Arabs, rebels condemn attacks on Syria

Arab League calls for UN to act to stop “Israel’s aggression,” says attacks are a “dangerous violation of an Arab state’s sovereignty.”

Arab protesting Israel Syria strikes370 (photo credit: REUTERS)
Arab protesting Israel Syria strikes370
(photo credit: REUTERS)
The Arab League, Lebanon and Egypt condemned Israel’s reported attacks on Syria on Sunday. The League called for the UN Security Council to act to stop “Israel’s aggression,” according to AFP. It said the attacks were a “dangerous violation of an Arab state’s sovereignty.”
Following suit, the Syrian opposition condemned the air strikes. Israel had “taken advantage” of the conflict, the Syrian National Coalition said, AFP reported.
“The Syrian Coalition deeply regrets the deafening silence and powerlessness of the international community in the face of such grievous violations of international laws, continued by the Assad regime and taken advantage of by Israel in order to fulfill clear objectives,” according to the report.
Egyptian President Mohamed Morsi’s office released a statement saying Israel was “exploiting” the Syrian crisis.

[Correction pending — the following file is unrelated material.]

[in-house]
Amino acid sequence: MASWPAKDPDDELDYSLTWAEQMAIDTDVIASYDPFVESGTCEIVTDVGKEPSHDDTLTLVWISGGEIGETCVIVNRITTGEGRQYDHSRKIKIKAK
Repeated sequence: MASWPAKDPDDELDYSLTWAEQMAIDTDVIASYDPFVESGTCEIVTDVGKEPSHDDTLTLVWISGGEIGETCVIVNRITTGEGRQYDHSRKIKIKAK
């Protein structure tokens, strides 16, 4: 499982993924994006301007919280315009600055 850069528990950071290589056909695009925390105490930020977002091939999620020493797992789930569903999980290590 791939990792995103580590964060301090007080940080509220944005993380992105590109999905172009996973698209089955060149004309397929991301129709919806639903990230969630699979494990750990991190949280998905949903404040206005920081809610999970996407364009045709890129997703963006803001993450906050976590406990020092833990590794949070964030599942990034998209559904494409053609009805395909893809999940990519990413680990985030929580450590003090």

“Despite Egypt’s strong condemnation of the bloodshed in Syria, in which the Syrian army is firing on its own citizens, we also reject the breach of Syria’s sovereignty and the exploitation of its domestic crisis [by Israel],” the statement read.
Cairo also denied that the Arab League Peace Plan was amended to allow land swaps.
Egyptian Foreign Minister Mohamed Kamel Amr said there had been no change in the 2002 plan, AFP reported.
Michel Suleiman, Lebanon’s president, also condemned the attack and the use of Lebanese airspace by the Israeli air force.
His office put out a statement that “strongly condemned Israel’s aggression on Syrian sites [which it carried out] by violating Lebanese airspace to carry out these attacks which killed a number of civilians,” the Lebanese Daily Star reported.
Caretaker Prime Minister Najib Mikati also condemned the strikes stating, “[The attacks] fall within the series of continuous aerial violations to Lebanon’s sovereignty and its threats against Lebanon,” according to the paper.
The exception was Turkey, which did not condemn Israel directly as Prime Minister Tayyip Erdogan focused his ire on Bashar Assad, saying, “If God permits, we will see this butcher, this murderer receive his judgment in this world...
and we will praise [God] for it,” AFP reported.
Turkey’s Foreign Minister Ahmet Davutoglu taunted Damascus saying, “Why doesn’t it [Syria] throw even a pebble [at Israel]?”